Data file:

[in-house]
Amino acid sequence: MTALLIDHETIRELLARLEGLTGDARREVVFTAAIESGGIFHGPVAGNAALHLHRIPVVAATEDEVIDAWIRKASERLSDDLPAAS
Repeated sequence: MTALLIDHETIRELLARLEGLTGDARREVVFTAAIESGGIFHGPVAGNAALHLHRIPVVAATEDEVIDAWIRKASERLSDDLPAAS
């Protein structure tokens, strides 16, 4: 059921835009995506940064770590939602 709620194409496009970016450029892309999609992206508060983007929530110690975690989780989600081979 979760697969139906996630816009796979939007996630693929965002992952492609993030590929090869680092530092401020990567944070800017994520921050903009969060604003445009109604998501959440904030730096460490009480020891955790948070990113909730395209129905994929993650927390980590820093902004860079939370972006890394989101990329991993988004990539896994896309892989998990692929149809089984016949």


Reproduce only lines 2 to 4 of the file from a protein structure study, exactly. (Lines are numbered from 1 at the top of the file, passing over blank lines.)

Amino acid sequence: MTALLIDHETIRELLARLEGLTGDARREVVFTAAIESGGIFHGPVAGNAALHLHRIPVVAATEDEVIDAWIRKASERLSDDLPAAS
Repeated sequence: MTALLIDHETIRELLARLEGLTGDARREVVFTAAIESGGIFHGPVAGNAALHLHRIPVVAATEDEVIDAWIRKASERLSDDLPAAS
């Protein structure tokens, strides 16, 4: 059921835009995506940064770590939602 709620194409496009970016450029892309999609992206508060983007929530110690975690989780989600081979 979760697969139906996630816009796979939007996630693929965002992952492609993030590929090869680092530092401020990567944070800017994520921050903009969060604003445009109604998501959440904030730096460490009480020891955790948070990113909730395209129905994929993650927390980590820093902004860079939370972006890394989101990329991993988004990539896994896309892989998990692929149809089984016949």